June 2019


NZILA President's message - Myles Noble

Technology to revolutionise insurance

Australian and New Zealand industry representatives attended the Insurtech Summit in Sydney to help understand considerations of insurance as emerging technology evolves.

It might seem like a distant concern but, believe it or not, a driverless vehicle future is approaching rapidly. Industry giant Axa’s technical director David Williams suggested “production-available driverless cars” will be on the streets by 2021.

While the extent and time frame of adoption is yet to be seen, a universally agreed inevitability is that autonomous cars will still have accidents.

Naturally, that prospect poses some interesting challenges for insurers; not least, what is the risk for their commercial, retail and injury divisions? Will individuals still be responsible and how do you determine parties at fault?

Crombie Lockwood attended the Insurtech Summit to identify how autonomous vehicles will revolutionise the automotive landscape and what that means for advice on motor vehicle insurance.

Thankfully, insurers have a proven track record of adapting to change. The industry has, after all, been around for centuries.

A popular rationale presented by Suncorp’s Asset and Advanced Technology Pricing Manager and autonomous vehicle expert Steve Cratchley was a roadmap of coverage that evolves with the technology.

From the traditional “I drive” model we currently know, to a “we drive” model where vehicles present partial autonomy, (already on our roads in premium products from the automotive industry) and a “car drives” model where the human element is almost redundant. The overlap of solutions between each stage would be years, potentially decades.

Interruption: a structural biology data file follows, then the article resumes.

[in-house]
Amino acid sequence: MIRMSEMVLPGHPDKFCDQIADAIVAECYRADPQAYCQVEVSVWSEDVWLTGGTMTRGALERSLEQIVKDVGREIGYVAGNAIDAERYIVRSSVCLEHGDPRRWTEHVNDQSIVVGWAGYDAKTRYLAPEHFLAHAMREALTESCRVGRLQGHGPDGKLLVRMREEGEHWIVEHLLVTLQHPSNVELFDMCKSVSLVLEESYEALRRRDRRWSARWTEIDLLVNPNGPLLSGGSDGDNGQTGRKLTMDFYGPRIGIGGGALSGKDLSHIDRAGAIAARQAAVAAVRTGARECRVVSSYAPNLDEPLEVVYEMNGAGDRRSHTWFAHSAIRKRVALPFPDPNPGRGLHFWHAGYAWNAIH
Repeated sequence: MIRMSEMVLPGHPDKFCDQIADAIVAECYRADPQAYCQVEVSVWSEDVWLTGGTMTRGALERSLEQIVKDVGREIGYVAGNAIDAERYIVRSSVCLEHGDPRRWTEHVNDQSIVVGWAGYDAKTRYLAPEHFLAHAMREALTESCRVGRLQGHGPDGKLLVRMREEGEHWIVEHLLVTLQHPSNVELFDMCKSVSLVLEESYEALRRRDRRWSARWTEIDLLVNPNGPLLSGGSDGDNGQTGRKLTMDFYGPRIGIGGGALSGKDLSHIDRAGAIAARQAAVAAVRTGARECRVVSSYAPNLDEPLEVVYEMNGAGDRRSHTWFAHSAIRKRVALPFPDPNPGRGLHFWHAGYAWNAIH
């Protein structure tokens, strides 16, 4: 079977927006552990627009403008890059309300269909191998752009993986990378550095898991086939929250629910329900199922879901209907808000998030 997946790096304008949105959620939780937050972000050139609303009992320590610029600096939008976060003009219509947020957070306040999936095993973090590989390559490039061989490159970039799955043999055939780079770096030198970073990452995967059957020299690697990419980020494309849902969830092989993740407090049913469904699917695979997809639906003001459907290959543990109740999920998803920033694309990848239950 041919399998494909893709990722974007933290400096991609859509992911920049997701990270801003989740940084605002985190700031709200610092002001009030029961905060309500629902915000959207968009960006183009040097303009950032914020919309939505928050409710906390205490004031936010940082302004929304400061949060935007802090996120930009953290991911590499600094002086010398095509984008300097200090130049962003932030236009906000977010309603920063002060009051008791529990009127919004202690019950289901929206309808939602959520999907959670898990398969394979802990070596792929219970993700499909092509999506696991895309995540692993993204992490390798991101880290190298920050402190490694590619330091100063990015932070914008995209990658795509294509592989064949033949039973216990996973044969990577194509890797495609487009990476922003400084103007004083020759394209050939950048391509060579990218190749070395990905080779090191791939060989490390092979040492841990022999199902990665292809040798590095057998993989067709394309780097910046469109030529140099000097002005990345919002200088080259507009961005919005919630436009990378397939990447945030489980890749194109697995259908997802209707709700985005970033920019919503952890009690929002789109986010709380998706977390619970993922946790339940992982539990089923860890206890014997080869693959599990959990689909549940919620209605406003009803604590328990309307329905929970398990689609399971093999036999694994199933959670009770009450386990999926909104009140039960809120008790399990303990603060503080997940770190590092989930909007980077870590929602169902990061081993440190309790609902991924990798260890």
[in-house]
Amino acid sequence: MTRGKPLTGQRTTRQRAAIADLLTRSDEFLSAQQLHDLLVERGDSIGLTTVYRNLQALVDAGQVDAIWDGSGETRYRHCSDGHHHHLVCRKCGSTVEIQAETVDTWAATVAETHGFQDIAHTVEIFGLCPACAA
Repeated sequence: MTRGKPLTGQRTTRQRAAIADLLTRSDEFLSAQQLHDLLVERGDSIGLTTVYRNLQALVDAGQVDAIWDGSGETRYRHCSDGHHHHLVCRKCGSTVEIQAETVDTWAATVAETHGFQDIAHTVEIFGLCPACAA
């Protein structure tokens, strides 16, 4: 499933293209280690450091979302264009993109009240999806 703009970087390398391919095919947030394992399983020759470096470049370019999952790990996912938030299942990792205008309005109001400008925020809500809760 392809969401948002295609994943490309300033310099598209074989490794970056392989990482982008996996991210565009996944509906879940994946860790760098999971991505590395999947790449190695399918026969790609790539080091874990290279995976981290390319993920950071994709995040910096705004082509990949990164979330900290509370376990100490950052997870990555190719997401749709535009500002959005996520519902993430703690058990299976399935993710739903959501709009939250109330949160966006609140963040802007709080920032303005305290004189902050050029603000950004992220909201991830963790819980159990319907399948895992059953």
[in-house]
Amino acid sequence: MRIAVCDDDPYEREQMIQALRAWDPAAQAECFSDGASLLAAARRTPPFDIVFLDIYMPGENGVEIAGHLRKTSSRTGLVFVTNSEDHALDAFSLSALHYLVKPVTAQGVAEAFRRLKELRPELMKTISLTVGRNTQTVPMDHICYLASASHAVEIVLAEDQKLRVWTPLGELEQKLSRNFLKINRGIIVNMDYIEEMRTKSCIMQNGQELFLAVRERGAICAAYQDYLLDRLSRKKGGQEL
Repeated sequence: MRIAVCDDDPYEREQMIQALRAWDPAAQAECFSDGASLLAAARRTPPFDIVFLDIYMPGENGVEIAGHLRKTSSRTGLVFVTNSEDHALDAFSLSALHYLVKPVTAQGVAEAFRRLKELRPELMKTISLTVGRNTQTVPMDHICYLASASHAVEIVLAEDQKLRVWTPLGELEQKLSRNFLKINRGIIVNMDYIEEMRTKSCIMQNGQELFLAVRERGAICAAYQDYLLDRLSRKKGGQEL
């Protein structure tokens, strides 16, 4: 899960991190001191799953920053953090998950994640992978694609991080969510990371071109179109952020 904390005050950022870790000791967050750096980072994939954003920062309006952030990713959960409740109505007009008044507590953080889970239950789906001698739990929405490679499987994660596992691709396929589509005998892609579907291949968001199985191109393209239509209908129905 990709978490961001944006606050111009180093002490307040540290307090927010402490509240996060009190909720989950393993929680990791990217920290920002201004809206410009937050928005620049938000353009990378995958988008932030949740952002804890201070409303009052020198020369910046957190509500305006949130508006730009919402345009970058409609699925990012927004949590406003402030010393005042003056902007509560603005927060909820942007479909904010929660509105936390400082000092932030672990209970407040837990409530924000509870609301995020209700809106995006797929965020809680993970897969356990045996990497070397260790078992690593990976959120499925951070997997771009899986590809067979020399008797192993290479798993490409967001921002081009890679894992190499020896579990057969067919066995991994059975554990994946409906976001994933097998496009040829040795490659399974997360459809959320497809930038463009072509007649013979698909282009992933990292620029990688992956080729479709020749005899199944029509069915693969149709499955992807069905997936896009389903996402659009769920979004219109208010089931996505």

Mr Cratchley says the future of accident assessment and claims also will evolve. “Permission and partnership with customers around access to [vehicle] data will provide the real opportunity to remove ambiguity around fault determination after incidents,” he says.

That will also improve outcomes for customers via faster claim processing.

Insurers will also become much closer to vehicle manufacturers. Currently access to emerging data from developers is a challenge that is impacting on the insurance industry’s ability to forward plan. That will need to improve so more robust risk strategies can be formulated. The growing dependency on data will also drive increased scrutiny on data privacy and cyber security.

While there are many variables forming how the insurance industry readies itself for driverless cars, a common thread prevailed - meeting customers’ needs will always be the priority and ultimately that will always transcend technology.

NZILA AIDA representative in Marrakech

NZILA’s AIDA representative Jonathan Scragg attended AIDA’s April conference in Marrakech, Morocco. The theme was natural hazards and catastrophes. Jonathan spoke at a working party session on the various methods of dispute resolution that have been used to resolve claims arising out of the Christchurch earthquakes.

Other topics to feature prominently were the impact of climate change on natural catastrophe risks; early lessons to emerge from climate change litigation in the USA; and lessons to be learnt from the introduction of compulsory insurance in France for natural disasters.

There was a small Anzac contingent at the conference, with Australians Chris Rodd and Michael Gill attending, along with Jonathan. Marrakech provided a vibrant backdrop for the conference and the social program took full advantage of that with the highlight an excursion into the Medina for the conference dinner at a restaurant built more than 400 years ago. 

AIDA’s Presidential Council meets a second time this year in Lima, Peru, in October.

Upcoming events:

• NZILA/ICNZ Liability Insurance Discussion Group: Privacy law update and data protection. Auckland 11 June
• NZILA Annual Conference: Awesome Tamaki Makaurau. Auckland 11 September

For more information, go to www.nzila.org/events or email secretariat@nzila.org.

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Resolve is the official publication of the Australian Insurance Law Association and
the New Zealand Insurance Law Association.